State-owned fighter jet maker Hindustan Aeronautics Ltd. has filed to launch an initial public offering as the government looks to sell 10.8 percent stake in India’s largest aerospace company. It plans to raise up to Rs 1,500 crore in the share sale. HAL is crucial to Prime Minister Narendra Modi’s plan to cut dependence on defence imports. The government is pushing local manufacturing by encouraging private companies to tie up with overseas manufacturers. Orders could cross $200-billion over the next decade, according to research and brokerage firm Bernstein.
Here’s what HAL makes…
HAL had an order book of Rs 63,333 crore at the end of July, mostly for 35 Sukhoi Su-30 MKIs and 73 Dhruv Advanced Light Helicopters, according to its draft red herring prospectus. These are to be delivered over the next three years.
- Sukhoi Su 30 fighter aircraft.
- Indigenous light combat aircraft.
- Intermediate jet trainer.
- Advanced light helicopter.
- Dornier 228 turboprop.
- Cheetal helicopter.
- AL-31FP engine (for Sukhoi 30s).
- Jaguar fighter jet upgrade.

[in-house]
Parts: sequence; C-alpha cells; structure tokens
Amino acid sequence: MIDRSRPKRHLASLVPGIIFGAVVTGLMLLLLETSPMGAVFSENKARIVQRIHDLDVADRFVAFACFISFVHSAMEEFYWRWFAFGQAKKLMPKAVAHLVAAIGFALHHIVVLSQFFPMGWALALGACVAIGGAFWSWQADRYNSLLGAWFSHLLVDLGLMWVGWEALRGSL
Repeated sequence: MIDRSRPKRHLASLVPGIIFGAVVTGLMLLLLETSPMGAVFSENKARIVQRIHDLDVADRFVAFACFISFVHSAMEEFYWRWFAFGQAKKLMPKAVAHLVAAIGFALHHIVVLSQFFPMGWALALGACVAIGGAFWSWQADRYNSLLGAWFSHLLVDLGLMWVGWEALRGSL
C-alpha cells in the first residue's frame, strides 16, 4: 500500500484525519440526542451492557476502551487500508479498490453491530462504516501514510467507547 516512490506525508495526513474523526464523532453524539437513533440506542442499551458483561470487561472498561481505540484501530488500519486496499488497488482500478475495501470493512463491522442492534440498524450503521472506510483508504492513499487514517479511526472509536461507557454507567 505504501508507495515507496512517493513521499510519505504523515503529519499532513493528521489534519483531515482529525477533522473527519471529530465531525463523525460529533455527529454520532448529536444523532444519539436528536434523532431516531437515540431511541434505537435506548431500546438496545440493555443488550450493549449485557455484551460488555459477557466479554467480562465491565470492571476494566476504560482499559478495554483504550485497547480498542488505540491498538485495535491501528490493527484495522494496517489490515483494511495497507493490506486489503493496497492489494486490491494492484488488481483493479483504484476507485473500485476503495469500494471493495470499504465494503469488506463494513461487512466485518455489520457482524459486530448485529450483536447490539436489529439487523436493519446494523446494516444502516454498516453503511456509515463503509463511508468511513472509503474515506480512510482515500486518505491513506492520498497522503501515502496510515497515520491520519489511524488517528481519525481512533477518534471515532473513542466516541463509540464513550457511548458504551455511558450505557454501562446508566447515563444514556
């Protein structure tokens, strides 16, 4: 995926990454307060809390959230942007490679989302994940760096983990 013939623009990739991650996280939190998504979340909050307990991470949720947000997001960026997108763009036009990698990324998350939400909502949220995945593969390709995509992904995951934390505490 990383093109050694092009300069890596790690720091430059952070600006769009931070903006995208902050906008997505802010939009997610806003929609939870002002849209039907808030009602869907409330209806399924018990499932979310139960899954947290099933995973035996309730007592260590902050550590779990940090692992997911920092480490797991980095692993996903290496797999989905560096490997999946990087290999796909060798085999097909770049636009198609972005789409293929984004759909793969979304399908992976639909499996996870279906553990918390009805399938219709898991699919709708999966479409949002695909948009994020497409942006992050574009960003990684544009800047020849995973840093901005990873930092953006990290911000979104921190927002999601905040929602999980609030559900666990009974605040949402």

- Mirage fighter jet upgrade.
- Unmanned aerial vehicles: HAL designed and developed an 8-kilogram mini-drone for the armed forces. It also plans to offer larger UAVs with the Rustom-II medium-altitude, long-endurance UAV, being jointly developed by the Aeronautical Development Establishment, a research arm of the Defence Research and Development Organisation.
- Multi-role helicopters: HAL is developing a multi-role helicopter—used for assault and logistics—for the civilian market.
- Fifth generation fighter aircraft: It has has struck a joint venture with a Russian company for design and development of the fifth-generation fighter aircraft after Sukhoi.
The company’s operations are organised into five categories…
- Bangalore Complex
- MiG Complex
- Helicopter Complex
- Accessories Complex
- Design Complex
Together, these include 20 production facilities and 11 R&D centres across India.
Sukhoi Project Ends In Three Years
HAL’s biggest project of executing the Sukhoi order, which contributed 44 percent to its revenue in the year to March, is nearing completion, according to its draft red herring prospectus. The company has already supplied about 190 of the 222 fighter jets and the rest will be delivered in three years. The company makes the Sukhois at its Nasik facility.
Tejas: The Next Big Bet
HAL is making the light combat aircraft Tejas, which got initial operational clearance in December 2013 and awaits the final nod. The Indian Air Force accepted two Tejas aircraft in March and April last year. HAL has set up infrastructure to produce eight planes a year and is looking to double the output.
It’s also developing a drooped-nose version to meet the Navy’s demand, along with the landing gear and equipment required for operations from an aircraft carrier.